What is Sufism? (tasawwuf)

Answered by Shaykh Gibril Haddad

Al-Hamdu lillah was-Salat was-Salam
`ala Rasulillah wa Alihi wa Sahbihi wa man Walah

“Before asking what is Sufism, we should ask what is Religion.”
(Shaykh Nazim in an interview with the BBC, London 1991)

Shaykh al-`Arusi said in his marginalia
titled Nata’ij al-Afkar al-Qudsiyya (Bulaq, 1920/1873):

“Religion (al-dîn) is an orchard of which the fence is the Law (al-sharî`a), the inner grove is the Path (al-tarîqa), and the fruit is the Reality (al-haqîqa). Whoever has no Law has no Religion; whoever has no Path has no Law; and whoever has no Reality has no Path … ”

“The way of the Sufis consists in ten items:

(1) The reality of tasawwuf which is defined by truthful self-orientation (sidq al-tawajjuh) to Allah Most High.

(2) The pivot of truthful tawajjuh is to single out the heart and the body for [obedience of] Allah Alone.

(3) Tasawwuf in relation to Dîn is like the soul in relation to the body.

(4) The Sufi examines the factors of perfection and deficiency.

(5) The Jurist examines whatever discharges liability (mâ yusqitu al-haraj) while the scholar of juridical/doctrinal Principles (al-usûlî) examines whatever makes one’s faith valid and firmly established. Therefore the Sufi’s perspective is more specific than both of theirs, consequently their criticism of him is valid, while his criticism of either of them is invalid. Hence ‘the Sufi among Jurists is better than the Jurist among Sufis.’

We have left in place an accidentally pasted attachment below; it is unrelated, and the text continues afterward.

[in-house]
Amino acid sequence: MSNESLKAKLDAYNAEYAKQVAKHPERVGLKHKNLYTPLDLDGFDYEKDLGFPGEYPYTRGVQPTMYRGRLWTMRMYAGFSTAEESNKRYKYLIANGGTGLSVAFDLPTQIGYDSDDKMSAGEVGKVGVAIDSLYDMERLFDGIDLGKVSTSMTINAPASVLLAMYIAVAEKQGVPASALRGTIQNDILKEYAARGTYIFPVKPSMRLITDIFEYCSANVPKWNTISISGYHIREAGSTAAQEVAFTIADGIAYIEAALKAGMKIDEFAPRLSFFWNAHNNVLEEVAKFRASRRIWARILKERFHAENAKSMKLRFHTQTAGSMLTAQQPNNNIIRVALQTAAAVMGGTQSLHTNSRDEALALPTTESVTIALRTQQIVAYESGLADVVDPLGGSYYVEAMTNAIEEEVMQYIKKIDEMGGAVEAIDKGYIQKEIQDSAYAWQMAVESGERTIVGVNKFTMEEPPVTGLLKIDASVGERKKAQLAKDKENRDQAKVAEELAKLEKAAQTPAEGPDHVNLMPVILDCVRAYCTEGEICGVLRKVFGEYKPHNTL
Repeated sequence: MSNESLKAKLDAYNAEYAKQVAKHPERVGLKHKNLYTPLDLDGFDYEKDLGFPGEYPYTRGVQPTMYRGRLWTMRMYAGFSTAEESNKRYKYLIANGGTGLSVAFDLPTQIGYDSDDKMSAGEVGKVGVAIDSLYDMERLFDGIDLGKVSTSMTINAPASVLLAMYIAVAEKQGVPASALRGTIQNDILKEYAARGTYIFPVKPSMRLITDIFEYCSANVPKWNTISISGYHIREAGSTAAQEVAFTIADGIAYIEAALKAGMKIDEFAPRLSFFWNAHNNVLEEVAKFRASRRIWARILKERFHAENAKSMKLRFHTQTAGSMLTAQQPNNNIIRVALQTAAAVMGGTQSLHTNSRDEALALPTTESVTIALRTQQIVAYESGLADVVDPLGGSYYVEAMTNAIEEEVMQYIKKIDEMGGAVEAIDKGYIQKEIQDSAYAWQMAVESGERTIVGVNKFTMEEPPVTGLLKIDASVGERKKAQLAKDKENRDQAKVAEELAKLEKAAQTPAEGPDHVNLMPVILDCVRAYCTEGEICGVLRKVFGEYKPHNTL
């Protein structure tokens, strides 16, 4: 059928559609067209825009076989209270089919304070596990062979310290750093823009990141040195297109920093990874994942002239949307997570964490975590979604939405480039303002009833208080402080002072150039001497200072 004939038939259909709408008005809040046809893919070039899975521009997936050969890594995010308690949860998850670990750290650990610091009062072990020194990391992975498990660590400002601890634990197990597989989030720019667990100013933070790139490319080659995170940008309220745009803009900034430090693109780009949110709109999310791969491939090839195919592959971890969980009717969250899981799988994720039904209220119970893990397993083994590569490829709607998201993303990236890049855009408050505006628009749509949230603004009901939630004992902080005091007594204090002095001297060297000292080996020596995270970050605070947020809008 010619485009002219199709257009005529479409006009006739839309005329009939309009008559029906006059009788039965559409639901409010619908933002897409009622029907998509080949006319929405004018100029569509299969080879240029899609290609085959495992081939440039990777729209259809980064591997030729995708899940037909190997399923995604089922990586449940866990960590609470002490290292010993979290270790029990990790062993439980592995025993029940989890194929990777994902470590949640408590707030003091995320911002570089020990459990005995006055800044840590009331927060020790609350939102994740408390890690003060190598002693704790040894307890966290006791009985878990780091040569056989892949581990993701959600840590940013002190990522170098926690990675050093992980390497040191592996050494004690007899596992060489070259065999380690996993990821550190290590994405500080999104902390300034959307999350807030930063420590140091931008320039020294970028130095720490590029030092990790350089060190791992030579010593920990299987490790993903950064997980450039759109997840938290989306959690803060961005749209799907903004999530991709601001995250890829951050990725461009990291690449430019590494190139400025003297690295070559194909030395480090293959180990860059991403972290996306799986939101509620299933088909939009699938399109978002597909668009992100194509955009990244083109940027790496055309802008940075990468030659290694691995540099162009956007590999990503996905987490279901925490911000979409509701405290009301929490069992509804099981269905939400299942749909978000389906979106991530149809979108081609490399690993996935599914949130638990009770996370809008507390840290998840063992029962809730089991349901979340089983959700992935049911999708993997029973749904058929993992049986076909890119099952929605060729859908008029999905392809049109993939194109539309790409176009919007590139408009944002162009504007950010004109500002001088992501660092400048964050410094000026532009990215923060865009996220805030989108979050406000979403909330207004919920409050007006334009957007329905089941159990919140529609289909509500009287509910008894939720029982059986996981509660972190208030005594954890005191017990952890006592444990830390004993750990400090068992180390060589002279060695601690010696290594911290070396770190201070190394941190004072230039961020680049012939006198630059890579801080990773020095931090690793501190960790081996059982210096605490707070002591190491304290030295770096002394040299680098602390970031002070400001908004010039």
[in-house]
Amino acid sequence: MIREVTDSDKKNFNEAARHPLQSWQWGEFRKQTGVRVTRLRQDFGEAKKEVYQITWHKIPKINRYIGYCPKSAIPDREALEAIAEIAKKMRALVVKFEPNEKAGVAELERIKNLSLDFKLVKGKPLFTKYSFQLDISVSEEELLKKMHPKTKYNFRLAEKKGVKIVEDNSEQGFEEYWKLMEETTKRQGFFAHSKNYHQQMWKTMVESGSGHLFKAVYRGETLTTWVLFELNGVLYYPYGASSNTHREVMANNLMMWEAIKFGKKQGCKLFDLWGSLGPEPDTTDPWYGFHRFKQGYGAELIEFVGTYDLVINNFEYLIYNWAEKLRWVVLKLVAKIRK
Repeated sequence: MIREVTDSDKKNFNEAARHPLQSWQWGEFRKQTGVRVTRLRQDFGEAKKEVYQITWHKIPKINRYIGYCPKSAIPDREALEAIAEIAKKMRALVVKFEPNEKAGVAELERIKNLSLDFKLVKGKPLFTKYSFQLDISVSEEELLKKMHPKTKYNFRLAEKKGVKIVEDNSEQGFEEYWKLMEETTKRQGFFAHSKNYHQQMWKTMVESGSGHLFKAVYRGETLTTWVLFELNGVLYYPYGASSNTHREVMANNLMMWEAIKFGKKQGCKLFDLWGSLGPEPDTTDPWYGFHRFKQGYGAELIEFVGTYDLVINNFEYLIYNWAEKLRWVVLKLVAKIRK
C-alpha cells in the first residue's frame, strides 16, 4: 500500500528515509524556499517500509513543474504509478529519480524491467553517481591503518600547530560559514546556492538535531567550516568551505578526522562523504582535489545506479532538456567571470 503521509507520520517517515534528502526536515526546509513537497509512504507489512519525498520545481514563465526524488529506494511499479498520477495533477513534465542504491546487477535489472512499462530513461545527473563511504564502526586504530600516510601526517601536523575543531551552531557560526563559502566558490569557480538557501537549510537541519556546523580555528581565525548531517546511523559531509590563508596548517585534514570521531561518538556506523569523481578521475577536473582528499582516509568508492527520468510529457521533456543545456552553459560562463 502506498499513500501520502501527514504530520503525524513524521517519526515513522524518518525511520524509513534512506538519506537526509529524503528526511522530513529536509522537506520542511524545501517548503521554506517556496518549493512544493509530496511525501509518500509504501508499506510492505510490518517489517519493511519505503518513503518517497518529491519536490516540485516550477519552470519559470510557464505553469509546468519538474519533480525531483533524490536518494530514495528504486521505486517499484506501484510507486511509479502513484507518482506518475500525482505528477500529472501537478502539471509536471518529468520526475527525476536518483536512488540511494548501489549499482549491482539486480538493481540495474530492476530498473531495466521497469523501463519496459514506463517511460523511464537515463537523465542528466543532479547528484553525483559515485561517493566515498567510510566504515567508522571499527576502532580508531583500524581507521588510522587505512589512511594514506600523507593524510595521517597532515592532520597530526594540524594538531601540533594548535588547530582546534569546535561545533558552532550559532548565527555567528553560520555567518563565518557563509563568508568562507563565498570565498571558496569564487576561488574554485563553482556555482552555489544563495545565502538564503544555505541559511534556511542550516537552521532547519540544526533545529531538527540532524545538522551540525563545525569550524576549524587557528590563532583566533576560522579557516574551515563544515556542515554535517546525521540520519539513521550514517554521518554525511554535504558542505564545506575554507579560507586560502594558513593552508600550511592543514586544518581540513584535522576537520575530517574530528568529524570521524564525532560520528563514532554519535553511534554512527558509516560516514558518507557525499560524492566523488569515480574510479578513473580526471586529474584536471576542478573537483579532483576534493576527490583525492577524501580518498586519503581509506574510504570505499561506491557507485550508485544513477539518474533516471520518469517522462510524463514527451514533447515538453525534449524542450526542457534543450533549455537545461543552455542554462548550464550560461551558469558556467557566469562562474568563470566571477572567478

(6) To display the nobility of tasawwuf, its evidence being both by demonstration and by textual precedent (burhânan wa nassan).

(7) Fiqh [jurisprudence] is the precondition for the validity of tasawwuf and that is why it has precedence over it.

(8) Terminology and its specific applicability to each discipline exclusively of others.

(9) The keys of spiritual opening concerning which there are four rulings: first principles; truthful aspiration towards attainment; longing for spiritual realities; and quitting the guideline of what is transmitted (al-manqûl) once one obtains self-realization (al-tahqîq).

(10) It is a wonderful and strange path built on the permanent following of what is better and best: in doctrines it consists in following the Salaf; in rulings, fiqh; in meritorious deeds (al-fada’il), the scholars of hadith; and in high manners (al-âdâb), all that is conducive to the wholeness of hearts.”

Some definitions of tasawwuf:

Tasawwuf: Purification of the self from all that is other than the remembrance and obedience of Allah; the realization of ihsân (excellence); zuhd (asceticism) combined with ma`rifa (knowledge of Allah); the attribute of the Sufi. “Ceasing objection” (al-Su`luki); “Abandoning the world and its people” (Ibn Sam`un). “Tasawwuf is neither knowledge nor deeds but an attribute with which the essence of the Sufi adorns itself, possessing knowledge and deeds, and consisting in the balance in which these two are weighed.” (Ibn Khafif)

Some definitions of the Sufi:

Sûfî, pl. Sûfiyya: One who follows the path of tasawwuf, “He who gazes at the Real in proportion to the state in which He maintains him” (Bundar). They wore wool (sûf): “I found the redress of my heart between Makka and Madina with a group of strangers ­ people of wool and cloaks” (ashâb sûf wa `abâ‘). Sufyan al-Thawri as cited from Khalaf ibn Tamim by al-Dhahabi, Siyar A`lam al-Nubala’ (Dar al-Fikr ed. 7:203).

Hajj Gibril

GF Haddad ©
[2000-09-29]